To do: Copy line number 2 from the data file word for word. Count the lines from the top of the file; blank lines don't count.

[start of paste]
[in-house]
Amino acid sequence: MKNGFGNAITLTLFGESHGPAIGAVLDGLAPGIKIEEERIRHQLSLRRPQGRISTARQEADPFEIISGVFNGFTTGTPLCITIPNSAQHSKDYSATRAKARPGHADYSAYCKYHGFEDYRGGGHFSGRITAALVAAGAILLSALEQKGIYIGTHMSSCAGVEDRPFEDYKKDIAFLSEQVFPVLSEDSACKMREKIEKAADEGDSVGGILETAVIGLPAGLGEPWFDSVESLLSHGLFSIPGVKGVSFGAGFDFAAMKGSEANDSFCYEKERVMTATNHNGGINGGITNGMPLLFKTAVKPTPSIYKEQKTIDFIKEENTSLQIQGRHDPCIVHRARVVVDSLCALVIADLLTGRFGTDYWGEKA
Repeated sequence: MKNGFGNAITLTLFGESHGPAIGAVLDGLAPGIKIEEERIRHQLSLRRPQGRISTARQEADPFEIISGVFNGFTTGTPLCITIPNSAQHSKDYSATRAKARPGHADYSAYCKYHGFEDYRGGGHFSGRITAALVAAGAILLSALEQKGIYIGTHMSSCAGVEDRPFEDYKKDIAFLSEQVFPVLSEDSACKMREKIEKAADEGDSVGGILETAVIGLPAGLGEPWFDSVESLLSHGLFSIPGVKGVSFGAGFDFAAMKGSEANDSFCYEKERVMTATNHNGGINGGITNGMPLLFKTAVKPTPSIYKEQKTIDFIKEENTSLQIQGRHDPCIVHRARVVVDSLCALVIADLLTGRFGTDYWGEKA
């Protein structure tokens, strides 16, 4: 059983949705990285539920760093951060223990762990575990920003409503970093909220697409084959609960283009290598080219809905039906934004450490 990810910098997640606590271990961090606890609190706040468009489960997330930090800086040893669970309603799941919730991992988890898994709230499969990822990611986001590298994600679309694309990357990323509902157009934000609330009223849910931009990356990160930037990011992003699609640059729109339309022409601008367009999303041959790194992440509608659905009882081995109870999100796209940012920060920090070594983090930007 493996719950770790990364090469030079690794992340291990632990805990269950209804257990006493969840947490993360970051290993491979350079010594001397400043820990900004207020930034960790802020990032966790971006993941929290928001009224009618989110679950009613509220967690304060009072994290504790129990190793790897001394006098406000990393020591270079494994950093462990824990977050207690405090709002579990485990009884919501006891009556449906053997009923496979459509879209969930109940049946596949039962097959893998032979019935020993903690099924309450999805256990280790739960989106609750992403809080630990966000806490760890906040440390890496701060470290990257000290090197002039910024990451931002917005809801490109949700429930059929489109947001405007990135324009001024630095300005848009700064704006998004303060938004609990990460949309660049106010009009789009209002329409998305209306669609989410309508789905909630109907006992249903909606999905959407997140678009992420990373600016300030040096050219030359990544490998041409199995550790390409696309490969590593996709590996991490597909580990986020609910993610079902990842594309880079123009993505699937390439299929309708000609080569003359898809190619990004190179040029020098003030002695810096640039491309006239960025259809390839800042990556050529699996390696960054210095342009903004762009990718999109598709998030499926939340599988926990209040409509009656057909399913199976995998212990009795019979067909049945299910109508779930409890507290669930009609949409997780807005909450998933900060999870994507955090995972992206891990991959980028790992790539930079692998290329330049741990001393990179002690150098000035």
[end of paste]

Amino acid sequence: MKNGFGNAITLTLFGESHGPAIGAVLDGLAPGIKIEEERIRHQLSLRRPQGRISTARQEADPFEIISGVFNGFTTGTPLCITIPNSAQHSKDYSATRAKARPGHADYSAYCKYHGFEDYRGGGHFSGRITAALVAAGAILLSALEQKGIYIGTHMSSCAGVEDRPFEDYKKDIAFLSEQVFPVLSEDSACKMREKIEKAADEGDSVGGILETAVIGLPAGLGEPWFDSVESLLSHGLFSIPGVKGVSFGAGFDFAAMKGSEANDSFCYEKERVMTATNHNGGINGGITNGMPLLFKTAVKPTPSIYKEQKTIDFIKEENTSLQIQGRHDPCIVHRARVVVDSLCALVIADLLTGRFGTDYWGEKA